The catalyst which is thus prepared according to the above paragraph may then be utilized to efiect the reaction of an olefin with water to form alcohols. Examples of olefinic compounds which may undergo hydration by utilizing the catalytic composition of matter of the present invention will include those olefins containing from 2 to about 30 carbon atoms in length, said compounds being both monoand poly-olefinic in nature. Some specific examples of these olefins will include ethylene, propylene, 1-butene, Z-butene, l-pentene, Z-pentene, l-hexene, 2-hexene, 3-hexene, 1-heptene, Z-heptene, 3-heptene, l-octene, Z-octene, B-octene, 4-octene, l-nonene, 2-nonene, 3-nonene, 4-nonene, l-decene, Z-decene, Z-decene, 4-decene, 5- decene, S-methyl-l-butene, 3-methyl-1-pentene, 3-methyl- Z-pentene, 3-methyl-l-hexene, B-methyl-l-heptene, 4-methyl-2-heptene, 3-methyl-1-octene, 1,3-butadiene, 1,3-pentadiene, 1,3-hexadiene, 2,4-hexadiene, 1,3-heptadiene, 2,4- heptadiene, 1,3-octadiene, 2,4-octadiene, 4-methyl-1,3-hexadiene, etc.; aromatic compounds containing an unsaturated side chain such as styrene, 3-phenylpropene-1, 4- phenylbutene-l, 5-phenylpentene-1, 5-phenylhexene-l, etc. In addition it is also contemplated within the scope of this invention that steroids and similar compounds such as cholesterol, stigmasterol, ergosterol, etc. may also undergo hydration utilizing a catalyst of the type hereinbefore set forth in greater detail. It is to be understood that the aforementioned olefins are Only represenative of the class of reactants which may be used to effect the desired hydration and that the present invention is not necessarily limited thereto.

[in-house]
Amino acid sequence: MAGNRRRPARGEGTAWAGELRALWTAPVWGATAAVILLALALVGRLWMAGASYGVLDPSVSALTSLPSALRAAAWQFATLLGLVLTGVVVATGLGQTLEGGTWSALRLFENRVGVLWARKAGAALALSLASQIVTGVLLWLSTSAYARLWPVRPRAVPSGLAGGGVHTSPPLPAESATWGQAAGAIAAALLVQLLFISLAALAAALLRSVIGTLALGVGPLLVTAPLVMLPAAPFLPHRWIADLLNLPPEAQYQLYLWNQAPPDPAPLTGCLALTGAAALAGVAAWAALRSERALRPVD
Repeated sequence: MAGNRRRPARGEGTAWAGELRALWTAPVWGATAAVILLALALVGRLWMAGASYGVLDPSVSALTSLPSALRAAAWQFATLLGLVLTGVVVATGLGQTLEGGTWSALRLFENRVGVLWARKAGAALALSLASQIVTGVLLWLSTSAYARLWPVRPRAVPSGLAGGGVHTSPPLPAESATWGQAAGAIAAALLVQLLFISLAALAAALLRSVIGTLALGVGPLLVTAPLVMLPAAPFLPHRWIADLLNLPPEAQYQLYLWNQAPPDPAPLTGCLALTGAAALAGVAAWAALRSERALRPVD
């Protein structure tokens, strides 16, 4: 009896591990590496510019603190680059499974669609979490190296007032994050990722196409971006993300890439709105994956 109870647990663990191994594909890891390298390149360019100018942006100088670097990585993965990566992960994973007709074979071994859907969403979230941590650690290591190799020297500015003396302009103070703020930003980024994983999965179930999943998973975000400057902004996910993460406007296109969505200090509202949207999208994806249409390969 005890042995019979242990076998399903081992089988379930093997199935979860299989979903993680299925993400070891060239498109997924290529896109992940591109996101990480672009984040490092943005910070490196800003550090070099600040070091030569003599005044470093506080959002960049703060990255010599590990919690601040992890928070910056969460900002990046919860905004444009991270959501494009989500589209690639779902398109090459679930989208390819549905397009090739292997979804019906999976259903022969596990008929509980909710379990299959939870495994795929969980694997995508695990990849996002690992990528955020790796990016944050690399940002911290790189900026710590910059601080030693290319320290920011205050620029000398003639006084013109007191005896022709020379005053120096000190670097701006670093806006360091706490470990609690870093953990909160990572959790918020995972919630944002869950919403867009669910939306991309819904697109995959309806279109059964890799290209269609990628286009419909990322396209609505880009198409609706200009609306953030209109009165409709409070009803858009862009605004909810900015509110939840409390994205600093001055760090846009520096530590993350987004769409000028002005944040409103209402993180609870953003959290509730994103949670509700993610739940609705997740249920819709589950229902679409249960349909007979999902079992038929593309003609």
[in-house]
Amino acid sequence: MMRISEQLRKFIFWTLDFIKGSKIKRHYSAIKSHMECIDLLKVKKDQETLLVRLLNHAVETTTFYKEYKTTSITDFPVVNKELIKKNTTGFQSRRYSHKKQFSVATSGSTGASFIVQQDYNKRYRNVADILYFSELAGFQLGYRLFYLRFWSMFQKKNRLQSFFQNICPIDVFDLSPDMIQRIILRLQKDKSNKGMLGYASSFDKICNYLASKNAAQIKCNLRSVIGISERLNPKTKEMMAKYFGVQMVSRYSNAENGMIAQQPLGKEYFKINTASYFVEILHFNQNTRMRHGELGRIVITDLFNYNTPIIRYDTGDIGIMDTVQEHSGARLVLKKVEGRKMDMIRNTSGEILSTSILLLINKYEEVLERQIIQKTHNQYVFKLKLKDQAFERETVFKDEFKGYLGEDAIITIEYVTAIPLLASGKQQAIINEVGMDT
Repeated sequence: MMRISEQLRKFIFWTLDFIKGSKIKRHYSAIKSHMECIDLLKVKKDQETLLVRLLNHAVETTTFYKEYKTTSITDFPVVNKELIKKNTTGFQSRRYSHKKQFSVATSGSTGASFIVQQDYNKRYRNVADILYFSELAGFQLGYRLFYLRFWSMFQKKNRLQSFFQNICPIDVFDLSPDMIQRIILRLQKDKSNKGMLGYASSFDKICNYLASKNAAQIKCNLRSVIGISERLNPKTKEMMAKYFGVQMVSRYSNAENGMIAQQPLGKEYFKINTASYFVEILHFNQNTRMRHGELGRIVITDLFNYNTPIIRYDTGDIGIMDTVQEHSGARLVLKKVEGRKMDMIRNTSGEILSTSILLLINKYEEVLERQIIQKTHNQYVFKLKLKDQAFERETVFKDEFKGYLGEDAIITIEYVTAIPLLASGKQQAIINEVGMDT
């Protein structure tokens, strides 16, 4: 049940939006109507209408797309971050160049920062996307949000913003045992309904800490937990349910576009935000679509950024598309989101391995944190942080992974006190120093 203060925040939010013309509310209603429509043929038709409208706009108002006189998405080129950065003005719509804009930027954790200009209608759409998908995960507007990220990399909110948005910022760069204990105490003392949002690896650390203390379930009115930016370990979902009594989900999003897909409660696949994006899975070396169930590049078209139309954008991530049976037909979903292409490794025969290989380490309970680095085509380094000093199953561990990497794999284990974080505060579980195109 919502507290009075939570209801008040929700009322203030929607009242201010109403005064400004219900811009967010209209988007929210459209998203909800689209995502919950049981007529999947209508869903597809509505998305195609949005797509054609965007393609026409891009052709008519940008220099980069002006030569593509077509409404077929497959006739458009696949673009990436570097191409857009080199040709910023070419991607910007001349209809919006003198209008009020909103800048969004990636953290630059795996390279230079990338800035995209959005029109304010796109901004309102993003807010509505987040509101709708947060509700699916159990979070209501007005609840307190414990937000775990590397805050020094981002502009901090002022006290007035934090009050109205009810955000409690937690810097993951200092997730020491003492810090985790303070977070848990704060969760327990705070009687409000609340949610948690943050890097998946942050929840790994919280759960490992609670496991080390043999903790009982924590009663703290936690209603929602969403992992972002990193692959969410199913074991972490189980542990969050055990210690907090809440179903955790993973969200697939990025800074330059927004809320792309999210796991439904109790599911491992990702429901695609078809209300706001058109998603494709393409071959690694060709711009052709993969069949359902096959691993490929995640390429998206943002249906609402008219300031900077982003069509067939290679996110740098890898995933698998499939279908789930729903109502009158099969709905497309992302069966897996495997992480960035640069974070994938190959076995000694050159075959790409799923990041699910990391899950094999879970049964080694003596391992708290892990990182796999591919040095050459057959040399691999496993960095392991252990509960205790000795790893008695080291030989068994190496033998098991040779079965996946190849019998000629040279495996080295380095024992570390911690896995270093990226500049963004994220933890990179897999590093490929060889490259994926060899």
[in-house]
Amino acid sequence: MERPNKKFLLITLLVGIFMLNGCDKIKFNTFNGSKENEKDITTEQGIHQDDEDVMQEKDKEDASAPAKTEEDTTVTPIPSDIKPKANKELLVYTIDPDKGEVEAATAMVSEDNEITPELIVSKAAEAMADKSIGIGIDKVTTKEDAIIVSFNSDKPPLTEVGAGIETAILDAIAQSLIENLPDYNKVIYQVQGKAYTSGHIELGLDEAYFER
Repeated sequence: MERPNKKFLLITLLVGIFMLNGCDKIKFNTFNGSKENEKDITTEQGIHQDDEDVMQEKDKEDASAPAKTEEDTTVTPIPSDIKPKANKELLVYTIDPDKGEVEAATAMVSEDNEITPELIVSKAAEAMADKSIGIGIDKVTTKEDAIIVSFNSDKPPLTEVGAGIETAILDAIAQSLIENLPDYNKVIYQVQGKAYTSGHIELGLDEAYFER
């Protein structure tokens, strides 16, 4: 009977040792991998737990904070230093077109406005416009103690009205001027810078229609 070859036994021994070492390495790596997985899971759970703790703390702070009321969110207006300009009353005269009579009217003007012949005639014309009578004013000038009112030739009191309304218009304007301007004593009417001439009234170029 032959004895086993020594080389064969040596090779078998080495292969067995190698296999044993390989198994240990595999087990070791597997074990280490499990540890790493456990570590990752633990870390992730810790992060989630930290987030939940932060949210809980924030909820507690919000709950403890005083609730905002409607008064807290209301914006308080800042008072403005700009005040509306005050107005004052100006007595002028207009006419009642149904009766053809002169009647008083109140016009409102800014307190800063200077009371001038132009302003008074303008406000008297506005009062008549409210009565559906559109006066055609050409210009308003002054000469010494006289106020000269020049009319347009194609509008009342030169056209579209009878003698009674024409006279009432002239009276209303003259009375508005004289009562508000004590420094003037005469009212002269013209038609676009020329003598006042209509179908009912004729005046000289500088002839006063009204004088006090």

The desired hydration process utilizing the novel catalyst of the present invention may be effected in any suitable manner and may comprise either a batch or continuous type of operation. For example, when a batch type operation is used, a quantity of the olefinic hydrocarbon, if in liquid form, is placed in an appropriate apparatus along with water. In addition, the macromolecular catalyst comprising molybdenum (IV) oxalate chemically bonded to an anion exchange resin is also placed in the apparatus. In the event that the olefin is in gaseous form, such as when hydrating ethylene, propene, butene-l, or butene-Z, the reaction vessel will comprise an autoclave or other pressure-resistant vessel whereby the olefin is charged to the vessel containing the water. If pressures greater than autogenic are to be employed, air or a substantially inert gas such as nitrogen may be charged to the reactor which is thereafter heated to the desired temperature, the operating pressures which are utilized being those which are sufficient to maintain a major portion of the reactants in the liquid phase. The reactor is maintained at the predetermined operating temperature which may range from about to about 300 C. and a pressure which may range from atmospheric to about 2000 pounds per square inch for a residence time which may range from about 0.5 up to about hours or more in duration. Upon completion of the aforementioned residence time, heating or cooling is discontinued and the reactor is allowed to return to room temperature. The excess pressure, if any, is discharged, the reactor is opened, and the reaction mixture is recovered therefrom. After separation from the catalyst by relatively simple means such as decantation, filtration, etc. the liquid mixture is then subjected to conventional means of purification such as washing, drying, distillation, crystallization, etc. whereby the desired alcohol is separated from water as well as unreacted olefins and recovered.